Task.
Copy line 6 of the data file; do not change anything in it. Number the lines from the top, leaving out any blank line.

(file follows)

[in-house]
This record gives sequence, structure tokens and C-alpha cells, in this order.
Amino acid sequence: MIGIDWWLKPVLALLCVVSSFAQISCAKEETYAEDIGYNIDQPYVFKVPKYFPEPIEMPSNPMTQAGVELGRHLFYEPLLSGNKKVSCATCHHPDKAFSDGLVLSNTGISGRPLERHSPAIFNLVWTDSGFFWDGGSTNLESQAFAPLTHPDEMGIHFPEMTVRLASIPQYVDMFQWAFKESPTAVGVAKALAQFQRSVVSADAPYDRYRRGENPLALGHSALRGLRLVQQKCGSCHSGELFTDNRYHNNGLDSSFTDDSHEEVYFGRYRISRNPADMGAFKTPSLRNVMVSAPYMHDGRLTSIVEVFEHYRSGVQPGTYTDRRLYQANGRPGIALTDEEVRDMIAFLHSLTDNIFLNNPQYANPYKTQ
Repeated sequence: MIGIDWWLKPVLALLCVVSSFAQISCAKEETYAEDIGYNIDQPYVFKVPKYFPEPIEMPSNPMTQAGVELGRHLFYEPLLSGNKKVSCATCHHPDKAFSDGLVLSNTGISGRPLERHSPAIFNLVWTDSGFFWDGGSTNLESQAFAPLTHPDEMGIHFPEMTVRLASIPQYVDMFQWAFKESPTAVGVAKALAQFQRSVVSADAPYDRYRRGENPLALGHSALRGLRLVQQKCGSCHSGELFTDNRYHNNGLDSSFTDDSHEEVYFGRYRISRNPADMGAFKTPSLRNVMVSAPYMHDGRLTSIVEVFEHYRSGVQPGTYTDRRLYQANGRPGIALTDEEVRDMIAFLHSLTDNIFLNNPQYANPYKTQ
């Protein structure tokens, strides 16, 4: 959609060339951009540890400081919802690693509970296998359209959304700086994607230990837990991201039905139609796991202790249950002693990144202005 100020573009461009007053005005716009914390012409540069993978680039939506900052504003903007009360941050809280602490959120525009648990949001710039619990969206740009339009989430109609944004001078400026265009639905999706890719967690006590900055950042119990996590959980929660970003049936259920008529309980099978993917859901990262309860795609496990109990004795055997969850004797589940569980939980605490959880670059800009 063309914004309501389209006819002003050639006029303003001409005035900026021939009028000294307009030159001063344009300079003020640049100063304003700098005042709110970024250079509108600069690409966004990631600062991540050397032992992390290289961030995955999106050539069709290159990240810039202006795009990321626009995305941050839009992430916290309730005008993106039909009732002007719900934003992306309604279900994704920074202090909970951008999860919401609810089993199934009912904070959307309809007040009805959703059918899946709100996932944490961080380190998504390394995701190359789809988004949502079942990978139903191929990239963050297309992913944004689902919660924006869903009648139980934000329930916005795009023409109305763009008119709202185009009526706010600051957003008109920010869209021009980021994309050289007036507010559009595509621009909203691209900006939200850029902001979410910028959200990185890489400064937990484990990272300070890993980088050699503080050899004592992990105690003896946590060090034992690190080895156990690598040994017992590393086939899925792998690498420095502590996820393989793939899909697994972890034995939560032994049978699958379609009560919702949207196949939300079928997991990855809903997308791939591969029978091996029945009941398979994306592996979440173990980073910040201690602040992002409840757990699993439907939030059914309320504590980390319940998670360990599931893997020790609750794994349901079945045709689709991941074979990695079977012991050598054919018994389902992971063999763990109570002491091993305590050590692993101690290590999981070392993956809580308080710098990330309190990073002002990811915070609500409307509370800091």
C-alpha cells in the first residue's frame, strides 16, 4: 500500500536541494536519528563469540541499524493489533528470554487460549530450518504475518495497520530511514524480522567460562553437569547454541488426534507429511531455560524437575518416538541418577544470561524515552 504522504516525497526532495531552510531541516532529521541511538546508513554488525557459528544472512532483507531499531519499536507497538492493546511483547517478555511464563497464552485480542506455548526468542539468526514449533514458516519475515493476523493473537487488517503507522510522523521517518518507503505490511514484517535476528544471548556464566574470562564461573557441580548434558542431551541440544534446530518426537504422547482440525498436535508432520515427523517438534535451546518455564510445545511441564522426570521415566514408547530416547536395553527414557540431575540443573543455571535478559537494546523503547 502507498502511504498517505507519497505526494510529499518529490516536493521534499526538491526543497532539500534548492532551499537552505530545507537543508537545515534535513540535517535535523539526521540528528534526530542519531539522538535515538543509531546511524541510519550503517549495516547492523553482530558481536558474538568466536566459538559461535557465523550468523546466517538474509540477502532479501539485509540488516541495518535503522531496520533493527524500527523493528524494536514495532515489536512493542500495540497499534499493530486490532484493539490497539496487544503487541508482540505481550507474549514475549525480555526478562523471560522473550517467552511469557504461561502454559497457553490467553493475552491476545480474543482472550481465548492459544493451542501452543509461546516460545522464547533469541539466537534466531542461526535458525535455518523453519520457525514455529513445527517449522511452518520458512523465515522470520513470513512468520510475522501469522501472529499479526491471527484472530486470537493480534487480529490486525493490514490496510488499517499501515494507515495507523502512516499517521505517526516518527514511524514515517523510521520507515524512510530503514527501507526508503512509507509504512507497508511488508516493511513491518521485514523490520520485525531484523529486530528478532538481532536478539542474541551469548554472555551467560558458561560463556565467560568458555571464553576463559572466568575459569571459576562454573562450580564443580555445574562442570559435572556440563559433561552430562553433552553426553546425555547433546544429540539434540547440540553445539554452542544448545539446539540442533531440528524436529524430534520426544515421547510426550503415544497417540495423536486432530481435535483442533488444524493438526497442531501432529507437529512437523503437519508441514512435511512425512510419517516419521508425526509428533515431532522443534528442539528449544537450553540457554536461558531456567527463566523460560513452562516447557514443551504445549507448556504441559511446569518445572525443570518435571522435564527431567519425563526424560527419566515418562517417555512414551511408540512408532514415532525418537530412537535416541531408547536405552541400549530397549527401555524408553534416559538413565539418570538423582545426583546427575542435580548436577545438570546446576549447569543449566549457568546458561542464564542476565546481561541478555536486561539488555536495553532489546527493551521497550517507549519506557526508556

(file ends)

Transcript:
C-alpha cells in the first residue's frame, strides 16, 4: 500500500536541494536519528563469540541499524493489533528470554487460549530450518504475518495497520530511514524480522567460562553437569547454541488426534507429511531455560524437575518416538541418577544470561524515552 504522504516525497526532495531552510531541516532529521541511538546508513554488525557459528544472512532483507531499531519499536507497538492493546511483547517478555511464563497464552485480542506455548526468542539468526514449533514458516519475515493476523493473537487488517503507522510522523521517518518507503505490511514484517535476528544471548556464566574470562564461573557441580548434558542431551541440544534446530518426537504422547482440525498436535508432520515427523517438534535451546518455564510445545511441564522426570521415566514408547530416547536395553527414557540431575540443573543455571535478559537494546523503547 502507498502511504498517505507519497505526494510529499518529490516536493521534499526538491526543497532539500534548492532551499537552505530545507537543508537545515534535513540535517535535523539526521540528528534526530542519531539522538535515538543509531546511524541510519550503517549495516547492523553482530558481536558474538568466536566459538559461535557465523550468523546466517538474509540477502532479501539485509540488516541495518535503522531496520533493527524500527523493528524494536514495532515489536512493542500495540497499534499493530486490532484493539490497539496487544503487541508482540505481550507474549514475549525480555526478562523471560522473550517467552511469557504461561502454559497457553490467553493475552491476545480474543482472550481465548492459544493451542501452543509461546516460545522464547533469541539466537534466531542461526535458525535455518523453519520457525514455529513445527517449522511452518520458512523465515522470520513470513512468520510475522501469522501472529499479526491471527484472530486470537493480534487480529490486525493490514490496510488499517499501515494507515495507523502512516499517521505517526516518527514511524514515517523510521520507515524512510530503514527501507526508503512509507509504512507497508511488508516493511513491518521485514523490520520485525531484523529486530528478532538481532536478539542474541551469548554472555551467560558458561560463556565467560568458555571464553576463559572466568575459569571459576562454573562450580564443580555445574562442570559435572556440563559433561552430562553433552553426553546425555547433546544429540539434540547440540553445539554452542544448545539446539540442533531440528524436529524430534520426544515421547510426550503415544497417540495423536486432530481435535483442533488444524493438526497442531501432529507437529512437523503437519508441514512435511512425512510419517516419521508425526509428533515431532522443534528442539528449544537450553540457554536461558531456567527463566523460560513452562516447557514443551504445549507448556504441559511446569518445572525443570518435571522435564527431567519425563526424560527419566515418562517417555512414551511408540512408532514415532525418537530412537535416541531408547536405552541400549530397549527401555524408553534416559538413565539418570538423582545426583546427575542435580548436577545438570546446576549447569543449566549457568546458561542464564542476565546481561541478555536486561539488555536495553532489546527493551521497550517507549519506557526508556